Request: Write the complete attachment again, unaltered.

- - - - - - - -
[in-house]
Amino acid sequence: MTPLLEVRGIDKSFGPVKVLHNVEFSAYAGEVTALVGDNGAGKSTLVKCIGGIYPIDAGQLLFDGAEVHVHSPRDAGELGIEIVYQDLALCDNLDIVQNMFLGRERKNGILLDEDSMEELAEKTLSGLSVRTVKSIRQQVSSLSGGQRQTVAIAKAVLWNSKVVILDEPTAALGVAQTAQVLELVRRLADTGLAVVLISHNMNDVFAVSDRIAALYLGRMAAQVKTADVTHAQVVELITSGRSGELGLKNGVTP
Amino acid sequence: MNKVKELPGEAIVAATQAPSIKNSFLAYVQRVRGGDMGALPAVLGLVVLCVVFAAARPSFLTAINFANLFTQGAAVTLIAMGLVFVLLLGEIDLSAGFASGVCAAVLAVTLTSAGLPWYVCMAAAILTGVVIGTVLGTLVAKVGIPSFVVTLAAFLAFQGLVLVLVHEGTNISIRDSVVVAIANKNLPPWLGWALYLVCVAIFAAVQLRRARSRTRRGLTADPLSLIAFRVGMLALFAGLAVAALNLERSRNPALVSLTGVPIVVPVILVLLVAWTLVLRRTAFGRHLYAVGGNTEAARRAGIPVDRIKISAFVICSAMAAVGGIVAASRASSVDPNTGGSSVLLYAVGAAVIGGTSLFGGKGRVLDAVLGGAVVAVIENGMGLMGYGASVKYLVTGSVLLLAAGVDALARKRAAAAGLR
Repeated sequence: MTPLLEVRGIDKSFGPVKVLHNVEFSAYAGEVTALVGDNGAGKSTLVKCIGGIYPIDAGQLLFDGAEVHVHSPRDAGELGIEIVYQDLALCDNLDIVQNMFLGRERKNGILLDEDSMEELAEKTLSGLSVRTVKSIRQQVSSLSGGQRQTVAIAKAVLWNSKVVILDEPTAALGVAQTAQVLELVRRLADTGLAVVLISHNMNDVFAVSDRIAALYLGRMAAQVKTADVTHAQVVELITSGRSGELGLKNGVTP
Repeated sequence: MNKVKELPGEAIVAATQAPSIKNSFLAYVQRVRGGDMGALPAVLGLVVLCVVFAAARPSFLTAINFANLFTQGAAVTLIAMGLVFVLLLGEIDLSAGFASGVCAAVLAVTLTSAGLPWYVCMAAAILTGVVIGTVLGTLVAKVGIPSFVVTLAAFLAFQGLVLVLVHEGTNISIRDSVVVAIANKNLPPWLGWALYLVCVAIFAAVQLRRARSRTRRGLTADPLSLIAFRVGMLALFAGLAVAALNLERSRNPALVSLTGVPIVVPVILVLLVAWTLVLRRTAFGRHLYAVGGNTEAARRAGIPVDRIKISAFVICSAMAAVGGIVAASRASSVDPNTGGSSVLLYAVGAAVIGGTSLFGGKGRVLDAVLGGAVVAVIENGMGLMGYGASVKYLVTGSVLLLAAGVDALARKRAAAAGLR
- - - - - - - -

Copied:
[in-house]
Amino acid sequence: MTPLLEVRGIDKSFGPVKVLHNVEFSAYAGEVTALVGDNGAGKSTLVKCIGGIYPIDAGQLLFDGAEVHVHSPRDAGELGIEIVYQDLALCDNLDIVQNMFLGRERKNGILLDEDSMEELAEKTLSGLSVRTVKSIRQQVSSLSGGQRQTVAIAKAVLWNSKVVILDEPTAALGVAQTAQVLELVRRLADTGLAVVLISHNMNDVFAVSDRIAALYLGRMAAQVKTADVTHAQVVELITSGRSGELGLKNGVTP
Amino acid sequence: MNKVKELPGEAIVAATQAPSIKNSFLAYVQRVRGGDMGALPAVLGLVVLCVVFAAARPSFLTAINFANLFTQGAAVTLIAMGLVFVLLLGEIDLSAGFASGVCAAVLAVTLTSAGLPWYVCMAAAILTGVVIGTVLGTLVAKVGIPSFVVTLAAFLAFQGLVLVLVHEGTNISIRDSVVVAIANKNLPPWLGWALYLVCVAIFAAVQLRRARSRTRRGLTADPLSLIAFRVGMLALFAGLAVAALNLERSRNPALVSLTGVPIVVPVILVLLVAWTLVLRRTAFGRHLYAVGGNTEAARRAGIPVDRIKISAFVICSAMAAVGGIVAASRASSVDPNTGGSSVLLYAVGAAVIGGTSLFGGKGRVLDAVLGGAVVAVIENGMGLMGYGASVKYLVTGSVLLLAAGVDALARKRAAAAGLR
Repeated sequence: MTPLLEVRGIDKSFGPVKVLHNVEFSAYAGEVTALVGDNGAGKSTLVKCIGGIYPIDAGQLLFDGAEVHVHSPRDAGELGIEIVYQDLALCDNLDIVQNMFLGRERKNGILLDEDSMEELAEKTLSGLSVRTVKSIRQQVSSLSGGQRQTVAIAKAVLWNSKVVILDEPTAALGVAQTAQVLELVRRLADTGLAVVLISHNMNDVFAVSDRIAALYLGRMAAQVKTADVTHAQVVELITSGRSGELGLKNGVTP
Repeated sequence: MNKVKELPGEAIVAATQAPSIKNSFLAYVQRVRGGDMGALPAVLGLVVLCVVFAAARPSFLTAINFANLFTQGAAVTLIAMGLVFVLLLGEIDLSAGFASGVCAAVLAVTLTSAGLPWYVCMAAAILTGVVIGTVLGTLVAKVGIPSFVVTLAAFLAFQGLVLVLVHEGTNISIRDSVVVAIANKNLPPWLGWALYLVCVAIFAAVQLRRARSRTRRGLTADPLSLIAFRVGMLALFAGLAVAALNLERSRNPALVSLTGVPIVVPVILVLLVAWTLVLRRTAFGRHLYAVGGNTEAARRAGIPVDRIKISAFVICSAMAAVGGIVAASRASSVDPNTGGSSVLLYAVGAAVIGGTSLFGGKGRVLDAVLGGAVVAVIENGMGLMGYGASVKYLVTGSVLLLAAGVDALARKRAAAAGLR